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dc.contributor.authorSemmens, J.en
dc.contributor.authorDoubleday, Z.en
dc.contributor.authorHoyle, K.en
dc.contributor.authorPecl, G.en
dc.identifier.citationJournal of Experimental Biology, 2011; 214(16):2799-2807en
dc.description.abstractMany aspects of octopus growth dynamics are poorly understood, particularly in relation to sub-adult or adult growth, muscle fibre dynamics and repro-somatic investment. The growth of 5 month old Octopus pallidus cultured in the laboratory was investigated under three temperature regimes over a 12 week period: seasonally increasing temperatures (14–18°C); seasonally decreasing temperatures (18–14°C); and a constant temperature mid-way between seasonal peaks (16°C). Differences in somatic growth at the whole-animal level, muscle tissue structure and rate of gonad development were investigated. Continuous exponential growth was observed, both at a group and at an individual level, and there was no detectable effect of temperature on whole-animal growth rate. Juvenile growth rate (from 1 to 156 days) was also monitored prior to the controlled experiment; exponential growth was observed, but at a significantly faster rate than in the older experimental animals, suggesting that O. pallidus exhibit a double-exponential two-phase growth pattern. There was considerable variability in size-at-age even between individuals growing under identical thermal regimes. Animals exposed to seasonally decreasing temperatures exhibited a higher rate of gonad development compared with animals exposed to increasing temperatures; however, this did not coincide with a detectable decline in somatic growth rate or mantle condition. The ongoing production of new mitochondria-poor and mitochondria-rich muscle fibres (hyperplasia) was observed, indicated by a decreased or stable mean muscle fibre diameter concurrent with an increase in whole-body size. Animals from both seasonal temperature regimes demonstrated higher rates of new mitochondria-rich fibre generation relative to those from the constant temperature regime, but this difference was not reflected in a difference in growth rate at the whole-body level. This is the first study to record ongoing hyperplasia in the muscle tissue of an octopus species, and provides further insight into the complex growth dynamics of octopus.en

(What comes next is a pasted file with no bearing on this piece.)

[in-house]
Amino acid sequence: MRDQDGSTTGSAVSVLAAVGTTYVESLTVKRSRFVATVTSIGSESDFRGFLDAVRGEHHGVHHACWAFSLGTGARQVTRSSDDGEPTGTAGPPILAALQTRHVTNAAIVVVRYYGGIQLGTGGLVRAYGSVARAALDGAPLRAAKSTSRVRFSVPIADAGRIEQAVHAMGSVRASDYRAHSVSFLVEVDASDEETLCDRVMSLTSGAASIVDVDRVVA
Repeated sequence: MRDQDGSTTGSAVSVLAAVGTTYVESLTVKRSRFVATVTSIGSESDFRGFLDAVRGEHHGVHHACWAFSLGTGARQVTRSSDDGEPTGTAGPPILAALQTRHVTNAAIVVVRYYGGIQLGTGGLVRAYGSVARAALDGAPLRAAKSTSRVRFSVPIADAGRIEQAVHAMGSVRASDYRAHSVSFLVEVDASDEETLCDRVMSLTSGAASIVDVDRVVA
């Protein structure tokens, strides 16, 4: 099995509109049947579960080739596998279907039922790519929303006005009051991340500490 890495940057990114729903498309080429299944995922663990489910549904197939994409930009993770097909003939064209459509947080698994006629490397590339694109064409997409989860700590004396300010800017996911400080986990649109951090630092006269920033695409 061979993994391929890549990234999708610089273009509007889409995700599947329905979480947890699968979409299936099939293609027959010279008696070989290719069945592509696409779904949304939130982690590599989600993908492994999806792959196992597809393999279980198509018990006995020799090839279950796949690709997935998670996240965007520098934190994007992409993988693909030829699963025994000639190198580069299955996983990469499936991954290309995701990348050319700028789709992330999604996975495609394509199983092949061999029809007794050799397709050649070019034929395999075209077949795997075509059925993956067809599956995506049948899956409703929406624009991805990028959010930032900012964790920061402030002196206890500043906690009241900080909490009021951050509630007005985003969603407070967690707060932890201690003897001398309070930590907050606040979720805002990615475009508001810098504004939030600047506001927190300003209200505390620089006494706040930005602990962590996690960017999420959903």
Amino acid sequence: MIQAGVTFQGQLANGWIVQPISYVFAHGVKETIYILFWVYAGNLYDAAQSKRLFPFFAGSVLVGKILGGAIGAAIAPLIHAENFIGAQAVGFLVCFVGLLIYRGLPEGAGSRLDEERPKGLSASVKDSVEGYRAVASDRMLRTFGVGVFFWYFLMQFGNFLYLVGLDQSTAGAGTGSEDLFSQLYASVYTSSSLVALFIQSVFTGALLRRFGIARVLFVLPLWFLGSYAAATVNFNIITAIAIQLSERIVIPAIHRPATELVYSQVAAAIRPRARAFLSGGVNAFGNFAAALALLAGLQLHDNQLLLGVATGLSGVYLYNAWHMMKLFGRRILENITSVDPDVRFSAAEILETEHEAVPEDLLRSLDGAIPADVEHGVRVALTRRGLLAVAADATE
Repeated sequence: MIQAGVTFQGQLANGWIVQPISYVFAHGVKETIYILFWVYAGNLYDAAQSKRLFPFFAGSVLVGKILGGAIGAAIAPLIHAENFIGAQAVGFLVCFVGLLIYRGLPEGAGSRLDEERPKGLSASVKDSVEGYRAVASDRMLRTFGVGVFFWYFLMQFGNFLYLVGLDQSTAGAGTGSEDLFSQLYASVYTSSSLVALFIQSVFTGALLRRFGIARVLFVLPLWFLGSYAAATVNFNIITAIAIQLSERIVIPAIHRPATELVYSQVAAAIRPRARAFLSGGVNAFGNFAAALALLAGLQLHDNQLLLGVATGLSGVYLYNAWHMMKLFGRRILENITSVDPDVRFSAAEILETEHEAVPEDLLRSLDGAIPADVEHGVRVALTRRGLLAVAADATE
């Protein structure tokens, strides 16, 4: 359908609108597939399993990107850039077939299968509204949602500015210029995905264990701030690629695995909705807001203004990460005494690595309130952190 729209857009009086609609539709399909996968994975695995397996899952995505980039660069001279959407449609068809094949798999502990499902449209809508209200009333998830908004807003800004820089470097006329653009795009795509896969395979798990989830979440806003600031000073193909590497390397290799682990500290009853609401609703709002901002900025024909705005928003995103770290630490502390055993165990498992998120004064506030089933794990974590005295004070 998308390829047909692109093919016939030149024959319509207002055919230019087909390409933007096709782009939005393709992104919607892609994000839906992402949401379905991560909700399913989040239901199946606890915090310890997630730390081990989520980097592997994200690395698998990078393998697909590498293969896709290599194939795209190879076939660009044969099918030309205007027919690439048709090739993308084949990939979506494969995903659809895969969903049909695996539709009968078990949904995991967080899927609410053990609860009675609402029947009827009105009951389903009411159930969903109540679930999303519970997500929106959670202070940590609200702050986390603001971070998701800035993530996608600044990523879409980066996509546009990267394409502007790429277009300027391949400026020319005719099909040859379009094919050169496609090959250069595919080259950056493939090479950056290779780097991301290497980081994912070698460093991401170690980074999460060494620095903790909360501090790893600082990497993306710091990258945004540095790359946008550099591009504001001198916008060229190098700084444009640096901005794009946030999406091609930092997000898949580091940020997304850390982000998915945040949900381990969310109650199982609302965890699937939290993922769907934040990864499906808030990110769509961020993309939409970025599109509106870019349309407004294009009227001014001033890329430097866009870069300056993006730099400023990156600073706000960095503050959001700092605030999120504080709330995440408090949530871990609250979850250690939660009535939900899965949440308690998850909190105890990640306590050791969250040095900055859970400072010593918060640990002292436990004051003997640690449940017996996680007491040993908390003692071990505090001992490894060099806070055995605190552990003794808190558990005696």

dc.description.statementofresponsibilityJayson Semmens, Zoë Doubleday, Kate Hoyle and Gretta Peclen
dc.publisherCompany of Biologistsen
dc.rights© 2011en
dc.subjectgrowth; muscle fibre dynamics; repro-somatic investment; seasonal temperature regime; cephalopod; octopus.en
dc.titleA multilevel approach to examining cephalopod growth using Octopus pallidus as a modelen
dc.typeJournal articleen
pubs.library.collectionEarth and Environmental Sciences publicationsen
Appears in Collections:Earth and Environmental Sciences publications
Environment Institute publications

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